Bill Johnson, a rebel in American skiing, dies at 55

Bill Johnson

U.S. skier Bill Johnson celebrates after winning the men’s downhill at the 1984 Winter Olympics in Sarajevo.

(Steve Powell / AFP/Getty Images)

In the days before the 1984 Winter Olympics, Bill Johnson told anyone who would listen that he was sure to win the men’s downhill race.

It did not matter that to him that no American had ever prevailed in alpine skiing’s premier event. Or that he was young and relatively new to big-time racing.

“I’m going to win the gold medal,” he said. “They might as well give it to me now.”

Brash. Full-speed ahead. Daring to the point of reckless.


That was how Johnson lived and, after making good on his Olympic promise, he continued down a path that had more twists and turns than any mountain course could throw his way.

The former Olympic champion died Thursday at an assisted living facility in Oregon, where he had suffered through years of deteriorating health. He was 55.

For all his success, Johnson leaves behind a complex legacy. Some will recall him as a supremely gifted athlete and rebel who jolted the American program from a long dry spell, inspiring generations of racers to come.

Others will remember his history of injury, hard partying and a desperate comeback attempt that ended with a crash and a coma.


“Such a glorious, unlikely and eminently sad tale,” said Christin Cooper, a former teammate. “The stuff of legend.”

William Dean Johnson was born March 30, 1960, in the last place you would expect to find a skier: the San Fernando Valley. He gravitated to the slopes after his family moved to Idaho and, later, Oregon.

It took an unlikely push to get his athletic career going. Arrested at 17 for stealing a car, he encountered a judge who sent him to ski academy instead of prison.

It turned out that Johnson had the perfect body for the downhill, with knees and elbows that fit neatly into a tuck and narrow shoulders that gave him a bullet shape as he flew down the hill.

U.S. ski officials soon came to know “Wild Bill” as confident and iconoclastic. They added him to the national team in 1979, kicked him off shortly thereafter, then brought him back.

“We traded flesh once or twice,” his former coach, Erik Steinberg, told The Times in 2010. “It was like the bully on the playground. Once you stood up to him, he respected you.”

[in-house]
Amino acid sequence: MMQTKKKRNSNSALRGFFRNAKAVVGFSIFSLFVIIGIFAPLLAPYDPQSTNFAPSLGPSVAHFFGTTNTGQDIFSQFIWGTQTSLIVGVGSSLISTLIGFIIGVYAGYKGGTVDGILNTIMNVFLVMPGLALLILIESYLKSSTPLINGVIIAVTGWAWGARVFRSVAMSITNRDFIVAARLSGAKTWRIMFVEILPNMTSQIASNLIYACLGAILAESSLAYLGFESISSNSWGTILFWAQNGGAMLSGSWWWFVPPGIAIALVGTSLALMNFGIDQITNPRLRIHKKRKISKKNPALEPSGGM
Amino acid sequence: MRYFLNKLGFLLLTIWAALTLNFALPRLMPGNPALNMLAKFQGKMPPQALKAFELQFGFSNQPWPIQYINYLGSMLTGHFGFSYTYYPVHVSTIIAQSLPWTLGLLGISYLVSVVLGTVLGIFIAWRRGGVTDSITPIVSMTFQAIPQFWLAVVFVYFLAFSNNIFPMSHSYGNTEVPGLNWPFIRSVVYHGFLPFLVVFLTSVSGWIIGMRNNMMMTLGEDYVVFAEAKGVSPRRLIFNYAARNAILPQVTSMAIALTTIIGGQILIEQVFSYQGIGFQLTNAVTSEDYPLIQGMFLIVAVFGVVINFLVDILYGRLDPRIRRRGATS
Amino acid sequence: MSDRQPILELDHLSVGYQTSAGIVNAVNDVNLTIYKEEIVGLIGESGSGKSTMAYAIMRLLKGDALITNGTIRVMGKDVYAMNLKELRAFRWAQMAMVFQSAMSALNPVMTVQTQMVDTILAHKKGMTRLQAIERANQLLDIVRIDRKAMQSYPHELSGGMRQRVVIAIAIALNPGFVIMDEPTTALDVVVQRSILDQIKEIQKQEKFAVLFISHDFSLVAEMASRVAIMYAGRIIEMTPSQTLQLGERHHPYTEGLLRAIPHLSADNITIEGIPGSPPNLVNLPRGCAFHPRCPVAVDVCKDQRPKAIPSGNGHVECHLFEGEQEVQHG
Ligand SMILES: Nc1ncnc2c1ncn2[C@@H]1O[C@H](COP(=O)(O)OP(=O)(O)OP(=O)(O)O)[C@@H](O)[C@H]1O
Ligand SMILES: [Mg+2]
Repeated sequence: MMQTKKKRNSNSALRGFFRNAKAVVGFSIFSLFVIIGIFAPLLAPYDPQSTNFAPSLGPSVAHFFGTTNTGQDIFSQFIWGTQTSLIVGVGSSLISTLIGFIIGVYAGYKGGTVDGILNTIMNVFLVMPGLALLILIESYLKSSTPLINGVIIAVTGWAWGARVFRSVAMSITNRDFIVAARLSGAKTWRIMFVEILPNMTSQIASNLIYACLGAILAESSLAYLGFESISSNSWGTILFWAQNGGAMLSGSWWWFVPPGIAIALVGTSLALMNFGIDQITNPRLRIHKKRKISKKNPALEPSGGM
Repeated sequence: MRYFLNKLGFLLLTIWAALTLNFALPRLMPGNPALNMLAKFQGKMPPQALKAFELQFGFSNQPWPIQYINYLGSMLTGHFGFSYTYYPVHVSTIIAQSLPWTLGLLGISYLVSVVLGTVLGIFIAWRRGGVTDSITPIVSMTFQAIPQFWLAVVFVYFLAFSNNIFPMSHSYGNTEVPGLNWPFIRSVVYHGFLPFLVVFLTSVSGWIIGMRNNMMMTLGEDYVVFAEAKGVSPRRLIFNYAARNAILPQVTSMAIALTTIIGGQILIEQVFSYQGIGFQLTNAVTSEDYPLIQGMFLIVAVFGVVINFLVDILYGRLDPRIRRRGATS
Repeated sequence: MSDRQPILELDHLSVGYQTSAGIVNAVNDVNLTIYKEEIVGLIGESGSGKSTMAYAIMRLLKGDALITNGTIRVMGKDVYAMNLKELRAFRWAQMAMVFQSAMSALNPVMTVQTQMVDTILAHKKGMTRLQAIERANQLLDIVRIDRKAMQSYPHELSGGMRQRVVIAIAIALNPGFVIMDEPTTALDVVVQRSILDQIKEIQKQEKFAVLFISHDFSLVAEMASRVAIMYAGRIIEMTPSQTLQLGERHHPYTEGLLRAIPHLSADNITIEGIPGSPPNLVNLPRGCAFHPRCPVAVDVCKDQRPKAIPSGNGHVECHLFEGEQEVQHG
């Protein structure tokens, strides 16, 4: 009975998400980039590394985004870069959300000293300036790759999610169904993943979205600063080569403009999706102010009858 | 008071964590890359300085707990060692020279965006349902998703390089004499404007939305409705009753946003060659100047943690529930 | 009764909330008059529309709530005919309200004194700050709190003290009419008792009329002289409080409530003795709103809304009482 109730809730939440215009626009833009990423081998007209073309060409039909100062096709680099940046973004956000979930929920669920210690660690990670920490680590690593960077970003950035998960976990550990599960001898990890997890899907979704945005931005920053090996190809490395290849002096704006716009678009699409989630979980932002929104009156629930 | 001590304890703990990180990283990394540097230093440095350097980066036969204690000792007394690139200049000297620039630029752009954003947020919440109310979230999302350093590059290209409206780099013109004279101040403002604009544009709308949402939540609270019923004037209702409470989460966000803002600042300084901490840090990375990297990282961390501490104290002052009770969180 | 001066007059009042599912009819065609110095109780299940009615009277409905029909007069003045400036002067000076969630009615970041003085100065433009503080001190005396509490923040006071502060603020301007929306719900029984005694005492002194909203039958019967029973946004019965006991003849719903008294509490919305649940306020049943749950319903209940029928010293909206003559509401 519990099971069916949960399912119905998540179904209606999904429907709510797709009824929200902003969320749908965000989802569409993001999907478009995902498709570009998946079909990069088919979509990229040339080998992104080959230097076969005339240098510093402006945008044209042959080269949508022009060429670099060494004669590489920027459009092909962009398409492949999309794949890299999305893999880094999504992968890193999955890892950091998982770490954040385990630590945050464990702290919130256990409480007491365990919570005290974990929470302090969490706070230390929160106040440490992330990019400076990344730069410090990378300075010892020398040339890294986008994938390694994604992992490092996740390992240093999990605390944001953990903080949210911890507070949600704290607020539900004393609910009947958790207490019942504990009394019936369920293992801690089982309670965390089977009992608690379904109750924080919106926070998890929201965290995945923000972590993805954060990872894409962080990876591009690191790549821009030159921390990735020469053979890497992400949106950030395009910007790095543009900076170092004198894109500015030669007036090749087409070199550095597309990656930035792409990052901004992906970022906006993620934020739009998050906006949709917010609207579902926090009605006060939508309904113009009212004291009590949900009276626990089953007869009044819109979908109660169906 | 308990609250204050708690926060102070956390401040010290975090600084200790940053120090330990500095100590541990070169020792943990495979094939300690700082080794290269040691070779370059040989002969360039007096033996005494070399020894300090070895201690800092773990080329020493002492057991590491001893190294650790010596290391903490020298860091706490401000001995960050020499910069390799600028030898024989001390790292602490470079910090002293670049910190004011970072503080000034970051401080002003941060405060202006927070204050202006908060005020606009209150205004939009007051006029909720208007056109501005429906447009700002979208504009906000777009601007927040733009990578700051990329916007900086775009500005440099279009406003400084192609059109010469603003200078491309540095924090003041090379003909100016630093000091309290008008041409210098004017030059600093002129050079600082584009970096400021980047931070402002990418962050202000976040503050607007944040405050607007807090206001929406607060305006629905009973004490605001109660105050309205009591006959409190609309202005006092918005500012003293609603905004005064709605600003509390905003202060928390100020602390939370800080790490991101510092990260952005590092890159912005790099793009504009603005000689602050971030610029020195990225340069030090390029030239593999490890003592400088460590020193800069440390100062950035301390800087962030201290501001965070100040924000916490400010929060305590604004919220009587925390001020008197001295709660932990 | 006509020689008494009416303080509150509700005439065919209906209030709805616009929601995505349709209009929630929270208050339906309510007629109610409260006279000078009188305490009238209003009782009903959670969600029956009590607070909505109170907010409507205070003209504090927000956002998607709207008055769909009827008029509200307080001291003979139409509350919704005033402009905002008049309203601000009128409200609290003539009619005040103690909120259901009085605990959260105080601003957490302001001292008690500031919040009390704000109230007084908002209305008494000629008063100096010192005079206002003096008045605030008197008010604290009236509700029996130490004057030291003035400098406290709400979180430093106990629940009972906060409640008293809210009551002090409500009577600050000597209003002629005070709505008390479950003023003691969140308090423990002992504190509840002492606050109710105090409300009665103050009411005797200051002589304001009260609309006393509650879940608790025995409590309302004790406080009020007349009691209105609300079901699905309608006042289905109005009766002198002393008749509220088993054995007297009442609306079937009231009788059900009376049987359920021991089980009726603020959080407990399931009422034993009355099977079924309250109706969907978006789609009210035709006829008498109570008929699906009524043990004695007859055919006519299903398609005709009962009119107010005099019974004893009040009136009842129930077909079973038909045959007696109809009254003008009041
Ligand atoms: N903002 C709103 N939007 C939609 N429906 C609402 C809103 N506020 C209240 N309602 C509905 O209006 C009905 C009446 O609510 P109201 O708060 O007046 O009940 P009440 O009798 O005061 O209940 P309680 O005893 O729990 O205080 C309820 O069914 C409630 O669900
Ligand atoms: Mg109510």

Johnson made his World Cup debut in 1983 with a promising sixth-place finish at the downhill in St. Anton, Austria. Subsequent results, however, were less impressive.

Then, a month before the 1984 Sarajevo Olympics, he won the famed Lauberhorn downhill in Switzerland, a sign that he had a chance at the Games, a stage normally dominated by Europeans.


“Billy was a fighter and went about things his way,” said Phil Mahre, a teammate and Olympic medalist. “That toughness allowed him to reach heights in the skiing world that few will ever accomplish.”

Conditions in Sarajevo helped. The relatively straight course and stormy weather were perfect for a tucking “glider” such as Johnson.

“His skis were rockets and he knew it,” Mahre recalled. “He just gleefully hung on for the ride.”

After defeating the favored Europeans, Johnson said: “I supposed I would have been a bum if I’d finished second.”

It would be the highlight of his career. His results steadily declined after that season, with injuries taking a toll. There were reports of late nights and drinking. U.S. team officials grew frustrated with his attitude — he once struck a coach with a ski pole — and left him off the squad for the 1988 Winter Games.

Johnson retired in 1990, his life after racing marked by personal hardship. A 1-year-old son drowned in a backyard hot tub in 1992, and his marriage, which had resulted in two additional sons, ended in 1999.

Ensuing years saw him work as a ski resort “ambassador” and an itinerant carpenter. These struggles set the stage for an ill-considered attempt to make the 2002 Salt Lake City Olympics at age 40. “I was broke,” he told The Times. “I needed to get back my wife and kids.”

Age had robbed him of his speed and a new generation of athletes had changed the sport with better equipment and more-intensive training. On a Montana course, the site of the national alpine championships, Johnson caught an edge and smashed face-first into the snow, biting off a piece of his tongue as he tumbled through safety netting.


Rescue workers inserted a breathing tube and rushed him by helicopter to a hospital, where he lay in a coma with brain trauma for three weeks.

Bucking the odds once again, he recovered sufficiently to drive a car and even ski — albeit recreationally. But as the years passed, Johnson suffered multiple strokes that ultimately paralyzed the right side of his body, further slowing his thinking and speech. His condition kept him homebound, cared for by his mother and a friend.

In that 2010 interview, he was asked to describe what he did with his time. “Absolutely nothin’,” he said.

Time, it seems, had clarified Johnson’s standing. Last spring, on his birthday, top ski racers posted tributes from around the world.

“It’s really important to recognize where we have come from as a country in this sport,” said Andrew Weibrecht, who won silver at the 2014 Sochi Olympics. “And Bill was a big part of that.”

Follow David Wharton on Twitter: @LATimesWharton

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